Inhalt: In the last decades, a vast number of post-industrialised economies have experienced a growing participation of women in higher education. However, men and women still differ with regard to their subsequent academic careers and labour market prospects. While several studies have disentangled the cumulative process of gender inequalities along the path to higher education, few studies cover two or more subsequent transitions in the academic career following graduation from upper-secondary education. We have investigated gender differences at five educational stages between graduation from upper-secondary education and the first post-doc position. To explain gender differences, we have integrated arguments of individual decision-making and educational, familial and work context conditions. This life course perspective leads us to propose several hypotheses on why the academic careers of men and women would differ in terms of transitions to the next education stage and graduation. We test our hypotheses using a longitudinal dataset which covers a large part of individual educational and academic careers of a cohort of students, beginning at the age of 20 years and extending up to the age of 40 years. Our results show that gender differences are more pronounced at the beginning of the academic career and tend to fade out at later stages. In particular, gender differences occur most strongly at transitions to the next educational stage rather than being caused by different graduation rates. These differences can be explained only to a very minor extent by performance. Separated analysis shows that men and women differ in their reasons to start or stop an academic career, with family circumstances in particular having different consequences.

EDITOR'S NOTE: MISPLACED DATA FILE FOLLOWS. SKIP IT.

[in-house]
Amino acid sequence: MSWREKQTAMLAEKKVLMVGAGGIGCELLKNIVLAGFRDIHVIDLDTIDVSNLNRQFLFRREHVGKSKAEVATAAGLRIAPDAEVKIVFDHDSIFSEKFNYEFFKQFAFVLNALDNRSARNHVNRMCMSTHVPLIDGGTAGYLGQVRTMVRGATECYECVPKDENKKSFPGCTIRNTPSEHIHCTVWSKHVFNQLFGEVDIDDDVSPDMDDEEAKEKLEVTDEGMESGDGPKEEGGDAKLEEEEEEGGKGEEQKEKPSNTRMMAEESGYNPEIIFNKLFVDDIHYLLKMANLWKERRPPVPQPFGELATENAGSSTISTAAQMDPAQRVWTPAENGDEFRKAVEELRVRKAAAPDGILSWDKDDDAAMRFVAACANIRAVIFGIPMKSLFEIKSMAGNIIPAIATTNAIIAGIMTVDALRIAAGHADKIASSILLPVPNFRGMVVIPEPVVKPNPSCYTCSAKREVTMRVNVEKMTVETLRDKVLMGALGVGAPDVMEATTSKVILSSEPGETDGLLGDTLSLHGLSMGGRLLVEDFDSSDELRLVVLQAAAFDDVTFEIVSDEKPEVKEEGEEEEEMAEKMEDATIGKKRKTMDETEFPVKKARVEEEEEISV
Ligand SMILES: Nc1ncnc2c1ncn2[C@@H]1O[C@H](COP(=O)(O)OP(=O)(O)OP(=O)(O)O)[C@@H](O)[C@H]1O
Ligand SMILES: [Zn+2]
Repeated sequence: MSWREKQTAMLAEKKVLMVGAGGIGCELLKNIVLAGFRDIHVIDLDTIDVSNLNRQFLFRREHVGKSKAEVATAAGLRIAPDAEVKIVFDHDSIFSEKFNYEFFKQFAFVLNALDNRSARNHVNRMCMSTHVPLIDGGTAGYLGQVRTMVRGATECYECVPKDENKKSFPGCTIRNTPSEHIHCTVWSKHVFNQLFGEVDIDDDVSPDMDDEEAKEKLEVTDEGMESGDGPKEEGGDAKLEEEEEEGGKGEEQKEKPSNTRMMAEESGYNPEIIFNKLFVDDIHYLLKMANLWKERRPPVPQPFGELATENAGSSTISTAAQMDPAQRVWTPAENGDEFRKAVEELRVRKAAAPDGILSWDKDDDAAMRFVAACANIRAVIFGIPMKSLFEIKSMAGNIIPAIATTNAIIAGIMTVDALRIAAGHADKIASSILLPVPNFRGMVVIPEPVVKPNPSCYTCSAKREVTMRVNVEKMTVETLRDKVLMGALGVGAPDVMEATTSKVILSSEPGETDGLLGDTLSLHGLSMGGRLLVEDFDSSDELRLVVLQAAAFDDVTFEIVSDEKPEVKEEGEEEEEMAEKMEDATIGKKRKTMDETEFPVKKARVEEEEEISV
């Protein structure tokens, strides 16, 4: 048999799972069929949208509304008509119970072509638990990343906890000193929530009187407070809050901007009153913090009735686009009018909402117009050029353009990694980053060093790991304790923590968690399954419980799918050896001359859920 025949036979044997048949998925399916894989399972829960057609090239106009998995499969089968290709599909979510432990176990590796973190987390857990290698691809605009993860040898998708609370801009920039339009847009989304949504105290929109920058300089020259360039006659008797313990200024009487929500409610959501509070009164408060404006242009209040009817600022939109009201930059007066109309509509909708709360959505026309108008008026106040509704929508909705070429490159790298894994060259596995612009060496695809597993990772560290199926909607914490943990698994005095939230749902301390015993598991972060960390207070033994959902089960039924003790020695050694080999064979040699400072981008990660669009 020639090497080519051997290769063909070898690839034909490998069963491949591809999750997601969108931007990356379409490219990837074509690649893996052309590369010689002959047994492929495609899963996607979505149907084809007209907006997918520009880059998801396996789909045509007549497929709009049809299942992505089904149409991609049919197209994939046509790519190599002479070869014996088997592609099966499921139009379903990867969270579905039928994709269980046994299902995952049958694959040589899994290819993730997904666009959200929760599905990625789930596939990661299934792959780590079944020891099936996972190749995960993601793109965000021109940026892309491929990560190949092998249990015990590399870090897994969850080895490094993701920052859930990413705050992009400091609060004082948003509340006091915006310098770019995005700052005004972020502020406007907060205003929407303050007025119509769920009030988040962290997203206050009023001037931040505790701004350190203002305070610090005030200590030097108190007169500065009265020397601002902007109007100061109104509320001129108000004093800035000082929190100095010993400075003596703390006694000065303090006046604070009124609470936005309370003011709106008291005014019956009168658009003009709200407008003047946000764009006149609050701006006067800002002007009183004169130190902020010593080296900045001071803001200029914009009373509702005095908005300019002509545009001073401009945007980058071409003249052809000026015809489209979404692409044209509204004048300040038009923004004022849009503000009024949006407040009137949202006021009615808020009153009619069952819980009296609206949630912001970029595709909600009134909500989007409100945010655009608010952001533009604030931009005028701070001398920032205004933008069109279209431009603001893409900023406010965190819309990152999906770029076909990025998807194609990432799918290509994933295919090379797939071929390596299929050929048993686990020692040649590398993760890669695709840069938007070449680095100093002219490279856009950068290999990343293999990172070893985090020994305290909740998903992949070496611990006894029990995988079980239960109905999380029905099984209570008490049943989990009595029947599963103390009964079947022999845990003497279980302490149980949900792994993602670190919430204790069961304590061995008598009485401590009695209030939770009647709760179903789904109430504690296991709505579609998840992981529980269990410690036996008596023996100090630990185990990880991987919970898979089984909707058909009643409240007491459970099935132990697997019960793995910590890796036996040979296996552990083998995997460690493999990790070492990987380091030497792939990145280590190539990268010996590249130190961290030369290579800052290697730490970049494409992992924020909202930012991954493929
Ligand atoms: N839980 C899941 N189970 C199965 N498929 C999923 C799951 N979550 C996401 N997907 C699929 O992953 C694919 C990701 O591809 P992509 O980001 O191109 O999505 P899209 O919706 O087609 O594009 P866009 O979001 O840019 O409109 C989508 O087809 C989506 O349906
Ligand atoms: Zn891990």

Schlagwörter:academic career; Bildungsentscheidungen; Geschlechterungleichheit; Lebenslauf
CEWS Kategorie:Berufsbiographie und Karriere, Studium und Studierende, Wissenschaft als Beruf, Geschlechterverhältnis